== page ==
• 0
    @RememberMe you're totally right, BUT it's opt-in, not opt-out. Someone who isn't aware of the issue wouldn't know that and happily deliver a slow solution.

    However, there's a little gotcha: restrict only works if every memory access is done either through that pointer or through calculations based on that pointer. You cant e.g. assign another pointer and then use this one.
  • 0
    @irene naaahhh. Globals are baaad. Instead, you declare a pointer to a god struct in main(), alloc memory to it, and then hand around that pointer like a trailer park hoe on H turkey. No globals, super clean shit!
  • 0
    @irene not if you hand the pointer around as function argument. Which you have to because it's declared inside main and therefore not visible outside of main.

    And the underlying struct is only declared as type, not as variable. That's why the malloc.
  • 0
    @irene yeah of course you can, but it isn't recommended because it isn't thread safe.
  • 0
    @irene let the caller allocate the memory and hand over a pointer to the function.
  • 1
  • 0
    @irene the first one returns static memory, which isn't a good idea. The question was, if I understood correctly, whether this is possible.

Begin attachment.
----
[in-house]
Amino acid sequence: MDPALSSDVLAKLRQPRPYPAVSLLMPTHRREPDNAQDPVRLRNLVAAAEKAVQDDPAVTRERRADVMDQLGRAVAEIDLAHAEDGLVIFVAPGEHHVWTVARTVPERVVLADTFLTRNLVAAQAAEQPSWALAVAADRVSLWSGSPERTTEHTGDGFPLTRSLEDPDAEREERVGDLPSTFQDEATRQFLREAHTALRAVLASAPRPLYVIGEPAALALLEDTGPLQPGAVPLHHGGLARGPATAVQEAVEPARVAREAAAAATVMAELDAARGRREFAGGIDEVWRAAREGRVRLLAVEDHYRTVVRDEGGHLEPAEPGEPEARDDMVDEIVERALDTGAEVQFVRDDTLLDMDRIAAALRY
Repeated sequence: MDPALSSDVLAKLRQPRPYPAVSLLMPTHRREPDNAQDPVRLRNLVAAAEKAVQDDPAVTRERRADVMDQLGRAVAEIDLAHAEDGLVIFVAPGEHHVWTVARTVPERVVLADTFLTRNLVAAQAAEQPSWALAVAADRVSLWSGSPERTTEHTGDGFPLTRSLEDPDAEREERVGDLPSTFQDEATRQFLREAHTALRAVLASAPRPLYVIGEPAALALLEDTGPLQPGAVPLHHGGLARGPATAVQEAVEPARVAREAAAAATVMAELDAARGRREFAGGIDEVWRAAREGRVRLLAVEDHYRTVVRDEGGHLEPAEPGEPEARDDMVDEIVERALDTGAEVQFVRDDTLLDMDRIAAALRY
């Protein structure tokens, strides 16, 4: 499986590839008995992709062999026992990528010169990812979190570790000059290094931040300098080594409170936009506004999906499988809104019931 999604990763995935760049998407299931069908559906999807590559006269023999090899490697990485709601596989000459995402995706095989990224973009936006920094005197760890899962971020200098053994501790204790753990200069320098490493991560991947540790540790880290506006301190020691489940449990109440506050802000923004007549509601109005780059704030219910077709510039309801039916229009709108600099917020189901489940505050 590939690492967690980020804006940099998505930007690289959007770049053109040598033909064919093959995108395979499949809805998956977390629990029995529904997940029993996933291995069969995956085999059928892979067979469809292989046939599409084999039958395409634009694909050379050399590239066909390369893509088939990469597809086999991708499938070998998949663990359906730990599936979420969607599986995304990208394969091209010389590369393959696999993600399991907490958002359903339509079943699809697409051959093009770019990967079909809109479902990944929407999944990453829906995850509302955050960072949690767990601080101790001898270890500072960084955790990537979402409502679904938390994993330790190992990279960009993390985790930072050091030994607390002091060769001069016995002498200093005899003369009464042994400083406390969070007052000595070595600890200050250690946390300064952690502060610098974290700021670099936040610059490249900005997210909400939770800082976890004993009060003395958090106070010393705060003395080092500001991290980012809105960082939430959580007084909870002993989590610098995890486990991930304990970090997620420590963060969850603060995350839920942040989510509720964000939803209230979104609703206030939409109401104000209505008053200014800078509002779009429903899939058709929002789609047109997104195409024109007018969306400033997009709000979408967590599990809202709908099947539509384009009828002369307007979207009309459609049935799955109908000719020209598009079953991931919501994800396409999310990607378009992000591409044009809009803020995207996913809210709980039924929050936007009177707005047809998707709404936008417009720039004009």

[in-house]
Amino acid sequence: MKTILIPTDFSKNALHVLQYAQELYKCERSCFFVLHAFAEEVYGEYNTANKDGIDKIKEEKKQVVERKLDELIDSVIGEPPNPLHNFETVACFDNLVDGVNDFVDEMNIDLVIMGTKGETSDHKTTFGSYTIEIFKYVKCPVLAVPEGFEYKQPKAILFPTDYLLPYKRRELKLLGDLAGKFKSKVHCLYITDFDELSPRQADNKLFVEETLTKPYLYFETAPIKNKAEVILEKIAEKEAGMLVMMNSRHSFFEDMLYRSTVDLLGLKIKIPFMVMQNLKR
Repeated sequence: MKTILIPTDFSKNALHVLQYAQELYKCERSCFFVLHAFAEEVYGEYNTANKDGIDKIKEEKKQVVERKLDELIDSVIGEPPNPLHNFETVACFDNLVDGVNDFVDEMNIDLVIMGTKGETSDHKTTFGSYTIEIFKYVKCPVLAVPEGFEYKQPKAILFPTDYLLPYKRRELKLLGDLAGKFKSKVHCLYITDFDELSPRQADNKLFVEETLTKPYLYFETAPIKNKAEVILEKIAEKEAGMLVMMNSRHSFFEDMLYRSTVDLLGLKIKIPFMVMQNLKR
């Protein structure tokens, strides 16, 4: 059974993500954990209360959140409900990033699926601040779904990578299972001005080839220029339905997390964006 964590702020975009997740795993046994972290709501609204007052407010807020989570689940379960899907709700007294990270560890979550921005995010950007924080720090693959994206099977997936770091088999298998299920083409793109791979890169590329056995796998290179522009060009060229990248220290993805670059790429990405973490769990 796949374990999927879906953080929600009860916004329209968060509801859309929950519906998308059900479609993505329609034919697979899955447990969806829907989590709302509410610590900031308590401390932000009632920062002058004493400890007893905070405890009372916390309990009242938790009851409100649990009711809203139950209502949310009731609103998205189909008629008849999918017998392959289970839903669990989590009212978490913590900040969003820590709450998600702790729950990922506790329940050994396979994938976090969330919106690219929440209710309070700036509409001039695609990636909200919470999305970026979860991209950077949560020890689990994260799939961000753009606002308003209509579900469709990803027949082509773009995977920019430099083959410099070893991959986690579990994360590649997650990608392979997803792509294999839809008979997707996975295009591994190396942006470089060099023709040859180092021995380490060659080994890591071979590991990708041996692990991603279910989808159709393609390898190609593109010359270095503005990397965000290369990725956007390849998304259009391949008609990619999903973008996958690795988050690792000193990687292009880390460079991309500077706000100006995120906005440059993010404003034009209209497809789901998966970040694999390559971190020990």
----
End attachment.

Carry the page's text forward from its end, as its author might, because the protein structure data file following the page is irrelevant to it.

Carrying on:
• 0
    @irene ah that way. Well then it's just a global, and declaration will allocate the space for the variable itself.

    In the original example, if you declare a pointer to a struct as static, then the memory for the struct itself will not be allocated, only for the pointer.

    You can of course initialise the pointer to any valid value and have it point at some memory area that you got via other means, e.g. by static declaration of a matching struct.

    Or, totally hacky, you can even initialise it to a fixed address and make sure manually that this address is fine for access.
  • 0
    @irene if the same memory is accessed by incompatible pointer types, then it's undefined behaviour, that may break, yes.

    In the code example I gave, the point is that the first one returns a pointer to always the same memory, no matter how many threads are using it. In the second, each thread us supposed to supply the underlying memory itself.
  • 0
    @irene that can work if you use a union for type punning.